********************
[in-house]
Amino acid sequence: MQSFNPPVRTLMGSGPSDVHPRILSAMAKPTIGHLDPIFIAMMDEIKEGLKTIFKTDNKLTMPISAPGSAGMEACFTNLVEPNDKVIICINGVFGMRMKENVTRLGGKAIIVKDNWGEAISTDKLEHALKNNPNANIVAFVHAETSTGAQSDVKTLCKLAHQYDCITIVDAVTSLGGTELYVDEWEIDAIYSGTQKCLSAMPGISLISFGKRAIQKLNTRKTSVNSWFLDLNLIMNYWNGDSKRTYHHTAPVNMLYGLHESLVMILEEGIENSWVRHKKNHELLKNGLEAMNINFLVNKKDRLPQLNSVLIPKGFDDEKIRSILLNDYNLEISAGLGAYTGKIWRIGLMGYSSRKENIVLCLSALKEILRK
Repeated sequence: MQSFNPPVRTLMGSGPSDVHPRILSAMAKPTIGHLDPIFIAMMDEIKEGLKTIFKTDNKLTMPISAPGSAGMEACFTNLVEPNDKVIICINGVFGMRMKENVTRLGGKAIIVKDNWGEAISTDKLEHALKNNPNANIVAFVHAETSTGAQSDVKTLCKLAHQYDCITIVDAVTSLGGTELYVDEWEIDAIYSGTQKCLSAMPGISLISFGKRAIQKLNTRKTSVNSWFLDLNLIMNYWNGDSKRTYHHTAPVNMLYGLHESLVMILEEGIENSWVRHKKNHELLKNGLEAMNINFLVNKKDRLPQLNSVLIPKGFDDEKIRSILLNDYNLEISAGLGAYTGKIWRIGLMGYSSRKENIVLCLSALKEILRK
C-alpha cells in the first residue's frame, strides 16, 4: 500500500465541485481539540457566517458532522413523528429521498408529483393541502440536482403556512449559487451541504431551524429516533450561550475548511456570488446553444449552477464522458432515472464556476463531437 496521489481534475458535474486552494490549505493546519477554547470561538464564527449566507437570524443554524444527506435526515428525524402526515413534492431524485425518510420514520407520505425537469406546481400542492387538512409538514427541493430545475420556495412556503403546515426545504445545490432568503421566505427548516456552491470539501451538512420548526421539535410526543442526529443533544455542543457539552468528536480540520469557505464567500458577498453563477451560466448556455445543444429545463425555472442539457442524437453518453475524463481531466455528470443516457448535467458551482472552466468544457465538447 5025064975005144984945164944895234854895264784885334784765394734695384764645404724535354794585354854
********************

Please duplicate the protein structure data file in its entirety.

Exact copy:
[in-house]
Amino acid sequence: MQSFNPPVRTLMGSGPSDVHPRILSAMAKPTIGHLDPIFIAMMDEIKEGLKTIFKTDNKLTMPISAPGSAGMEACFTNLVEPNDKVIICINGVFGMRMKENVTRLGGKAIIVKDNWGEAISTDKLEHALKNNPNANIVAFVHAETSTGAQSDVKTLCKLAHQYDCITIVDAVTSLGGTELYVDEWEIDAIYSGTQKCLSAMPGISLISFGKRAIQKLNTRKTSVNSWFLDLNLIMNYWNGDSKRTYHHTAPVNMLYGLHESLVMILEEGIENSWVRHKKNHELLKNGLEAMNINFLVNKKDRLPQLNSVLIPKGFDDEKIRSILLNDYNLEISAGLGAYTGKIWRIGLMGYSSRKENIVLCLSALKEILRK
Repeated sequence: MQSFNPPVRTLMGSGPSDVHPRILSAMAKPTIGHLDPIFIAMMDEIKEGLKTIFKTDNKLTMPISAPGSAGMEACFTNLVEPNDKVIICINGVFGMRMKENVTRLGGKAIIVKDNWGEAISTDKLEHALKNNPNANIVAFVHAETSTGAQSDVKTLCKLAHQYDCITIVDAVTSLGGTELYVDEWEIDAIYSGTQKCLSAMPGISLISFGKRAIQKLNTRKTSVNSWFLDLNLIMNYWNGDSKRTYHHTAPVNMLYGLHESLVMILEEGIENSWVRHKKNHELLKNGLEAMNINFLVNKKDRLPQLNSVLIPKGFDDEKIRSILLNDYNLEISAGLGAYTGKIWRIGLMGYSSRKENIVLCLSALKEILRK
C-alpha cells in the first residue's frame, strides 16, 4: 500500500465541485481539540457566517458532522413523528429521498408529483393541502440536482403556512449559487451541504431551524429516533450561550475548511456570488446553444449552477464522458432515472464556476463531437 496521489481534475458535474486552494490549505493546519477554547470561538464564527449566507437570524443554524444527506435526515428525524402526515413534492431524485425518510420514520407520505425537469406546481400542492387538512409538514427541493430545475420556495412556503403546515426545504445545490432568503421566505427548516456552491470539501451538512420548526421539535410526543442526529443533544455542543457539552468528536480540520469557505464567500458577498453563477451560466448556455445543444429545463425555472442539457442524437453518453475524463481531466455528470443516457448535467458551482472552466468544457465538447 5025064975005144984945164944895234854895264784885334784765394734695384764645404724535354794585354854